Dear Pot Lawyer,
My budtender says there are too many people with weed licenses nowadays. Is the state going to do anything to keep pot farmers from going out of business?
This is a hard issue that has been getting a lot of traction over the past few months. Right now, the state isn’t doing anything to limit the number of licenses awarded by the Oregon Liquor Control Commission (OLCC), whether for production, processing, wholesaling, or retailing weed. If you are invested in this industry, it’s a fight. And it’s an open question as to whether the state will intervene, or let the market bottom out.
To be clear, the OLCC could not cap the number of licenses it awards, even if it wanted to. The relevant statute says that OLCC can only control canopy sizes, although last I spoke with them, they had no intention of doing so. On the grow side, there are two main sizes, or “tiers,” for indoor production licenses, and two main tiers for outdoor grows. The outdoor tiers are larger, topping out at 40,000 square feet (which is roughly an acre). As of December 15, OLCC reports that it had received 1,841 applications to produce cannabis, with 876 active licenses. It’s not clear how many of those applications were for indoor or outdoor grow, but that’s a lot of weed regardless.
Approved outdoor crops are what worry most people right now. This is because we are coming off of the famous Croptober harvest schedule, and all of that weed is currently drying out and will soon leech into the stream of commerce. Recently, people have been talking about incredibly cheap cannabis, at prices like $400 per pound. The indoor prices will probably float higher, but there is also plenty of flower being trimmed at those sites, which can harvest on shorter cycles. In a regulated or unregulated market, it’s difficult for scaled grows to remain viable at rock-bottom prices.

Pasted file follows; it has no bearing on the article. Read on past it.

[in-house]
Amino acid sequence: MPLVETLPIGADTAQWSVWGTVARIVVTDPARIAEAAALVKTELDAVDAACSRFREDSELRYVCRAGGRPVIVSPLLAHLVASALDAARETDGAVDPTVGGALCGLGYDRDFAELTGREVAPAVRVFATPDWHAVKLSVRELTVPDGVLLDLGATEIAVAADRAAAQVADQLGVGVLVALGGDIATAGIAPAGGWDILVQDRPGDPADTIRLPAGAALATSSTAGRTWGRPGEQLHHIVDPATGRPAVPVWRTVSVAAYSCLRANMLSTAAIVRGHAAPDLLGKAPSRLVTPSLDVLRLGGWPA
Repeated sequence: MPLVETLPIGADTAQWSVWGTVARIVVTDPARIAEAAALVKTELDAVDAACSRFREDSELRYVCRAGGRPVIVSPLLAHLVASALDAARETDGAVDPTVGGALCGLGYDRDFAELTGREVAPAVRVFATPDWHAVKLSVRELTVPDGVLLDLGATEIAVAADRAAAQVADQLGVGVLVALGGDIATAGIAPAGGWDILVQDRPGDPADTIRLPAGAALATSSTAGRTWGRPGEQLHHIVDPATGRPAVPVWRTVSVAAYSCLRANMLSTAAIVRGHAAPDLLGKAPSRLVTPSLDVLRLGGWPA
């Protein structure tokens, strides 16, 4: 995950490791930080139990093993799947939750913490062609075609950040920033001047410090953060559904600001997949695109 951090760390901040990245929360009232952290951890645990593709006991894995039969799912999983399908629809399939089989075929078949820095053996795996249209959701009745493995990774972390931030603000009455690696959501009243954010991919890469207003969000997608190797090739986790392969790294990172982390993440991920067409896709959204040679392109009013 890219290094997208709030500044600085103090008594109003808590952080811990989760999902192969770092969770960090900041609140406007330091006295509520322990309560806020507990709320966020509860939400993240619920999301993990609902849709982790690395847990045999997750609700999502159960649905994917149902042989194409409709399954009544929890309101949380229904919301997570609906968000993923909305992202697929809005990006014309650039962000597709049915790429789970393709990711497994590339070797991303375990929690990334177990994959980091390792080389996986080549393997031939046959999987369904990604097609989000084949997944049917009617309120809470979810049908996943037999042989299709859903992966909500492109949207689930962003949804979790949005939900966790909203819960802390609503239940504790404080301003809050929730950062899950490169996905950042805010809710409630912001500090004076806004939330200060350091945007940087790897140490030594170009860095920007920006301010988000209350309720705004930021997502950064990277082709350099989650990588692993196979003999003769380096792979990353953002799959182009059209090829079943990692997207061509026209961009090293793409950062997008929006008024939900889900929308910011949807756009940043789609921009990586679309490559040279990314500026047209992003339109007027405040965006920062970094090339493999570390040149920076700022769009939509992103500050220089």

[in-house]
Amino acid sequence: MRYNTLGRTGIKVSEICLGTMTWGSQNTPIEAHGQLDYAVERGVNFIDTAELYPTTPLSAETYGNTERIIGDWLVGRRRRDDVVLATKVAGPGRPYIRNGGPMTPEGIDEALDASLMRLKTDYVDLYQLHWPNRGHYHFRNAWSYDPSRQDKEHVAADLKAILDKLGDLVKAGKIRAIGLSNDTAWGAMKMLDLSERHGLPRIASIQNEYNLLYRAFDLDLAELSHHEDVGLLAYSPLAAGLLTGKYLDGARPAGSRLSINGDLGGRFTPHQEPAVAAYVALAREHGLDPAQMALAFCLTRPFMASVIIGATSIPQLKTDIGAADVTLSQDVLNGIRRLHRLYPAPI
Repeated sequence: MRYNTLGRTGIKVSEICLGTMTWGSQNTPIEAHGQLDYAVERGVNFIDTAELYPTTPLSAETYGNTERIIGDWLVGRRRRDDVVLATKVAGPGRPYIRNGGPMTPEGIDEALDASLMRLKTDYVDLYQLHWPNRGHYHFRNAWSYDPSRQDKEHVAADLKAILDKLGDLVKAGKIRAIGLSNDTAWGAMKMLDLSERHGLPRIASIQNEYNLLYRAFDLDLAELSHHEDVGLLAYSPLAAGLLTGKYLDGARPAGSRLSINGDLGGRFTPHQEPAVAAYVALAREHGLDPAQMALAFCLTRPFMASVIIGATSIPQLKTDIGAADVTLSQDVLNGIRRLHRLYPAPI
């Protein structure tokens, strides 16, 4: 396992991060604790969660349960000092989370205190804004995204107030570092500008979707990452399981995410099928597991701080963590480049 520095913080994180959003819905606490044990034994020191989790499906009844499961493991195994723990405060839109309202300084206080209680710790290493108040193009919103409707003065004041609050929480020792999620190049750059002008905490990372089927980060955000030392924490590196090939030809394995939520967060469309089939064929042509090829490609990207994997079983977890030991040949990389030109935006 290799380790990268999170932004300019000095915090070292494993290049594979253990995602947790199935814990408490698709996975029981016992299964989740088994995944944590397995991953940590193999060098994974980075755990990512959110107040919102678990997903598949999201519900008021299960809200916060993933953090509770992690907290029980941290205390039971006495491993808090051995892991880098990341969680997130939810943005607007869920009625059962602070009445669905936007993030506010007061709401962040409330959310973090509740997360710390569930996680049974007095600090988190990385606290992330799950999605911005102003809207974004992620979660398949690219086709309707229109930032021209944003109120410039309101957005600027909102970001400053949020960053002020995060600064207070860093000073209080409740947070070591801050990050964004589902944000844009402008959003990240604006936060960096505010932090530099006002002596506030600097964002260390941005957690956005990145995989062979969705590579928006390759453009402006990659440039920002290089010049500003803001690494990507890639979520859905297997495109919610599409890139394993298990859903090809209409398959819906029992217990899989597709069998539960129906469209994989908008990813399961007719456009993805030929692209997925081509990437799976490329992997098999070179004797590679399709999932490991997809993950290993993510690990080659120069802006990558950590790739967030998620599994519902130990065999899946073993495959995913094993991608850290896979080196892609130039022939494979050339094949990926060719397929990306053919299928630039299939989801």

The legislature will next meet for a short session in February. They may look at all of this and shrug, because one theoretic reason for rolling out an adult-use program is to drive prices down and undercut the black market, even if you collect less tax. Like a lot of theories, though, it’s hard to understand exactly how this will play out: National prohibition creates strong export demand, and there are other, local markets to consider—like the Oregon Medical Marijuana Program and wholly unregulated markets (such as homegrown and the black market). To truly regulate price, you also need committed program enforcement—as in law enforcement—which the state has only recently began to ramp up.
Oregon has created a wide-open adult-use market, where almost anyone, including non-residents, are welcome. The state has made licenses easier and easier to acquire (my paralegal aces them), and unless you are in a cumbersome local jurisdiction like the City of Portland, red tape is minimal. So are there too many people with weed licenses these days? Probably. Will the state do anything about that? It’s a great question.
Got a question? Email us at email@example.com. And remember that if you have a legal problem, contact a lawyer! Our educational musings cannot be relied upon as specific legal advice.